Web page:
WhatsApp’s unsafe, but Signal isn’t the silver bullet.

Banks and governments have been flocking away for years and it’s why I built Worldr.

October 20, 2021

If you haven’t been following the WhatsApp news as closely as I have:

A) I don’t blame you. There’s more to life than End-to-End Encryption.
B) Here’s a brief summary of what went down in the first half of January 2021:

In early January, WhatsApp (owned by Facebook since 2014) sent a notification to all of its users forcing them to accept its Privacy Policy, which includes terms to share their data with Facebook. With questions over the transparency of the data that would be shared, and issues of public trust in Facebook’s existing data management practices — many WhatsApp users saw this as a third strike and flocked to potentially more secure messaging tools such as Signal. Since then, WhatsApp’s been (reportedly) scrambling and buying up ads in newspapers to reverse the exodus. In short, for millions of users, WhatsApp was demoted from “Simple. Secure. Reliable Messaging.” to … “Simple messaging”.

But here’s where it gets a little more nuanced: WhatsApp messages are just as encrypted as Signal. So why are millions of users really flocking away from WhatsApp?

To answer this we need to understand the basics of “End-to-End Encryption” (E2EE) which ensures that only you and the person you’re sending messages to can read the information shared.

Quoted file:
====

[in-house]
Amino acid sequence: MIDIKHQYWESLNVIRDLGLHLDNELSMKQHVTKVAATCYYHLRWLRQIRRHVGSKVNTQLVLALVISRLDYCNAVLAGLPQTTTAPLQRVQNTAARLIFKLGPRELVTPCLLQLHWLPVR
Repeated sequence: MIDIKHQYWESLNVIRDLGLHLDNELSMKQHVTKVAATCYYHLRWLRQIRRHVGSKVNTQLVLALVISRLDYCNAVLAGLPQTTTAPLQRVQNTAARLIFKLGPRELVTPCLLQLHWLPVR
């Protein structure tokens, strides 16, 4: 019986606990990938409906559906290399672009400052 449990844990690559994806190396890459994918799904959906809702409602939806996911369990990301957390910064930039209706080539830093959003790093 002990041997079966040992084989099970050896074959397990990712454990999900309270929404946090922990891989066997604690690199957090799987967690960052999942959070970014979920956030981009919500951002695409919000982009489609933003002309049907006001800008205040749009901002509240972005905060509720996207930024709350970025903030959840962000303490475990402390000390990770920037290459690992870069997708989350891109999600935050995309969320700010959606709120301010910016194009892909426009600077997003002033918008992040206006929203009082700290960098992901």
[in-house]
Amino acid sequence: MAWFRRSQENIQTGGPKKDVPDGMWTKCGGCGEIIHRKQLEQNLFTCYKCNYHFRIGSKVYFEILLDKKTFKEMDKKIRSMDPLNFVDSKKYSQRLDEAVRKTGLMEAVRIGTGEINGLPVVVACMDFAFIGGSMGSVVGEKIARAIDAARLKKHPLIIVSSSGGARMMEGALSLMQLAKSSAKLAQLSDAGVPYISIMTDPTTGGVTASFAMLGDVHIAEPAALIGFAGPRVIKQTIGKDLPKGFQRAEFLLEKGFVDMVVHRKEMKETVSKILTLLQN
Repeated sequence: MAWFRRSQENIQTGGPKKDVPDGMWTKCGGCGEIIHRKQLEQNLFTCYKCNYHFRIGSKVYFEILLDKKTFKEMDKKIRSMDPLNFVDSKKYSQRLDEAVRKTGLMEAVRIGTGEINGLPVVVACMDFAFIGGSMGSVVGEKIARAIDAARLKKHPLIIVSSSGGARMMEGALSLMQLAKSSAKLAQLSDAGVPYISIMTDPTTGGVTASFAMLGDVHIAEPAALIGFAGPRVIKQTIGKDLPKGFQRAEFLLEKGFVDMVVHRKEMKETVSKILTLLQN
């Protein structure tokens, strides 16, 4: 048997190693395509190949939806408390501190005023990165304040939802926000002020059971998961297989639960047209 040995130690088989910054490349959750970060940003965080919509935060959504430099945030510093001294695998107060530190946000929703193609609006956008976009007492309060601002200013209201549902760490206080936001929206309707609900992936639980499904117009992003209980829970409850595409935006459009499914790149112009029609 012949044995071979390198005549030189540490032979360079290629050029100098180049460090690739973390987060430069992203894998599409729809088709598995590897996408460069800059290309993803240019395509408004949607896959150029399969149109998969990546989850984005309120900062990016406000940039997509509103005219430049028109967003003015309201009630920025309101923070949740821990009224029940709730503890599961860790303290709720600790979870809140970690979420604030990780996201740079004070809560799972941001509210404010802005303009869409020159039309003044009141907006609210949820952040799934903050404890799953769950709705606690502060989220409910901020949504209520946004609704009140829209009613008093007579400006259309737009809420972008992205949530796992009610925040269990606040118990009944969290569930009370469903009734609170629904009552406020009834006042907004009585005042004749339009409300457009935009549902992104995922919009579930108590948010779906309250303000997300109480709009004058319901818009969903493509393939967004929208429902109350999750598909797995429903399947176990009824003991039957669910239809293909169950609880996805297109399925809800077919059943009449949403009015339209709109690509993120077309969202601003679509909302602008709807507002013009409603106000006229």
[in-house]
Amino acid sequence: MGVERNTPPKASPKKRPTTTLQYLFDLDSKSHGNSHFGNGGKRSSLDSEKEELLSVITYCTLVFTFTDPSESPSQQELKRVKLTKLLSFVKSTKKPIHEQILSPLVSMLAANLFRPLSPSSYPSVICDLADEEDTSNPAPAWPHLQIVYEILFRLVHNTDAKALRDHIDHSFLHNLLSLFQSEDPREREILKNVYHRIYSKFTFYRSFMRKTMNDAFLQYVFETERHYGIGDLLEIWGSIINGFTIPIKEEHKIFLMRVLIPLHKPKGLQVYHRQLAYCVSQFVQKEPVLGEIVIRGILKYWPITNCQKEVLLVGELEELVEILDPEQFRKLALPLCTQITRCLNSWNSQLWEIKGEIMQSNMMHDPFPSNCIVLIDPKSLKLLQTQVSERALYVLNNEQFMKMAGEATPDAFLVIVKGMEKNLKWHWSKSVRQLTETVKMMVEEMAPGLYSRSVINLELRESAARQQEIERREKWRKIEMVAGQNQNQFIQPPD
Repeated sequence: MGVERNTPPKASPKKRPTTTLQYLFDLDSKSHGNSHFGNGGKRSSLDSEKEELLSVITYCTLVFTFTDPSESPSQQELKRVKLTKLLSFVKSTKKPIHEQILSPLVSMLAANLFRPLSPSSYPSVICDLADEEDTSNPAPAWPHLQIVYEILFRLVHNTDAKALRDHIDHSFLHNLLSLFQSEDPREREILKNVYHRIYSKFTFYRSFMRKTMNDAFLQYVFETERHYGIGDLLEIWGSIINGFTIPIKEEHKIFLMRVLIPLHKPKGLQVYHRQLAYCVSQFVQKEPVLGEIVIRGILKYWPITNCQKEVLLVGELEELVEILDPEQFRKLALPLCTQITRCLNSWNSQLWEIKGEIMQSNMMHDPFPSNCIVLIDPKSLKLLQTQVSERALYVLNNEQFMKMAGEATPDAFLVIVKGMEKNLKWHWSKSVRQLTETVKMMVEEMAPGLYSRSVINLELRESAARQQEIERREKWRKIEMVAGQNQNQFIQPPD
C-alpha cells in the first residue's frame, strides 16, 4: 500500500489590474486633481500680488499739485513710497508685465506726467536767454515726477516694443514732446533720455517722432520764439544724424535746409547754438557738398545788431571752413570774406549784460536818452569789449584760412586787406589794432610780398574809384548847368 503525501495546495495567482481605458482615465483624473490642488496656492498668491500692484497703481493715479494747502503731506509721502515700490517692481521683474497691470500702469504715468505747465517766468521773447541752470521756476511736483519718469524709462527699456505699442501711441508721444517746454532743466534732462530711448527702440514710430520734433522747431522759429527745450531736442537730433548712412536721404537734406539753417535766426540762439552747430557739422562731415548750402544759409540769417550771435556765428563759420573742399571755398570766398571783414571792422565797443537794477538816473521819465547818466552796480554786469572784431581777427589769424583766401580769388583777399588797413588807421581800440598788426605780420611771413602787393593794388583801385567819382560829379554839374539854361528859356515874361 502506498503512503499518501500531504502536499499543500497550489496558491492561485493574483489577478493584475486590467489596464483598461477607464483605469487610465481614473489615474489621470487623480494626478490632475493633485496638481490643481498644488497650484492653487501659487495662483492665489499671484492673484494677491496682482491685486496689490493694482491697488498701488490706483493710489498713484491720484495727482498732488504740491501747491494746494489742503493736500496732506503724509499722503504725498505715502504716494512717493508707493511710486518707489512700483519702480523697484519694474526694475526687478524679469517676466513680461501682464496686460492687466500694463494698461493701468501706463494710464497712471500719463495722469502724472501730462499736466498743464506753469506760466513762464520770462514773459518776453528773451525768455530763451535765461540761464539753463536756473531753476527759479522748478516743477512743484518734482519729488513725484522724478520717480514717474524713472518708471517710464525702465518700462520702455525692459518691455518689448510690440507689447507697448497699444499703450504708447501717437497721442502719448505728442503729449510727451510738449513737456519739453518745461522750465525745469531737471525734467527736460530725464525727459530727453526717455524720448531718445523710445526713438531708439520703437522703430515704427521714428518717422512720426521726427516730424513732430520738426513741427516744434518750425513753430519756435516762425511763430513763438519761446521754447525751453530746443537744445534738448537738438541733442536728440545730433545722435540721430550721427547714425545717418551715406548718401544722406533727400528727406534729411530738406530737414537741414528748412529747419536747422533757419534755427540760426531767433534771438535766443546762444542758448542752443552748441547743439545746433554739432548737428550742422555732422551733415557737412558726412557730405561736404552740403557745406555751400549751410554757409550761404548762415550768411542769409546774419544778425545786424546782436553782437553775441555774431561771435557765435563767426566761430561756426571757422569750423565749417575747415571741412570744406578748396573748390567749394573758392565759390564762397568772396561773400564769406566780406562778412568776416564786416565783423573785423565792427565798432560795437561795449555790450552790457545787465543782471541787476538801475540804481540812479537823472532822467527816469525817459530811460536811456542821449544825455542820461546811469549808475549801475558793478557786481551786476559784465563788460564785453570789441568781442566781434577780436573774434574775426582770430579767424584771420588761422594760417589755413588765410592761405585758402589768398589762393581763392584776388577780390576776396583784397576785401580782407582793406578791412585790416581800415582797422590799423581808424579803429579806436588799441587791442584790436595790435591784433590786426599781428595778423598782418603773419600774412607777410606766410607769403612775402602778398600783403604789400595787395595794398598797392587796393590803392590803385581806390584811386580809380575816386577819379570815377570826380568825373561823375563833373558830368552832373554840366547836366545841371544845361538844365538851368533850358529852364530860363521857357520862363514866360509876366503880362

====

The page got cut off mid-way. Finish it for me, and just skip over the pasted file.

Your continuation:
To exchange messages securely — the sender needs to know the public key of the recipient. The recipient must then know their unique private key to unlock/decrypt the message sent to them. The public keys are accessible to anyone, but the private key is only known by the recipient. So if the recipient loses the private key — by design, there’s no way for them to retrieve the messages.

In that regard, WhatsApp does technically tick the box of “End-to-End encryption”. But the way WhatsApp stores your data can essentially circumvent the idea of End-to-End Encryption, and therefore render it useless. Here’s the problem:

Once you read a message, you’re technically “decrypting” the message (there’s a hacker in all of us). When you do that, normally your WhatsApp conversation gets backed-up in the cloud, whether it’s in iCloud or Google Drive. The primary “official” reason for WhatsApp doing this is to help you recover past messages when you switch phones. However, in the process of being backed up — your messages are no longer E2EE, but encrypted by WhatsApp in a way that now means WhatsApp has the private key, and is technically able to decrypt all your back-ups.

So there is now this dangerous and ill-advised situation, where your data is living in a cloud provider somewhere, and WhatsApp owns the private key to decrypt that information! This leaves you rather helpless in the case of a data-breach, helpless if third parties have a reason to want to read your messages, and essentially can leave all your data at a high risk of being compromised.

Indeed, WhatsApp’s Privacy Policy explicitly states that:

We may collect, use, preserve, and share your information if we have a good-faith belief that it is reasonably necessary.

This is why Elon and many thousands are pushing for a mass-adoption of Signal.

Signal is by design more secure than WhatsApp because they do not store your data in the cloud. All Signal messages, pictures, files, and other contents are stored locally on your device. These contents, including backups, are only readable by the users of the app, provided they have the private key to unlock the contents. So it’s a perfectly safe and closed (if less convenient) ecosystem: Data is encrypted so that only people with a private key can access the contents of their messages + the data is stored locally and (crucially) not in the cloud which protects you from third parties getting a hold of your data.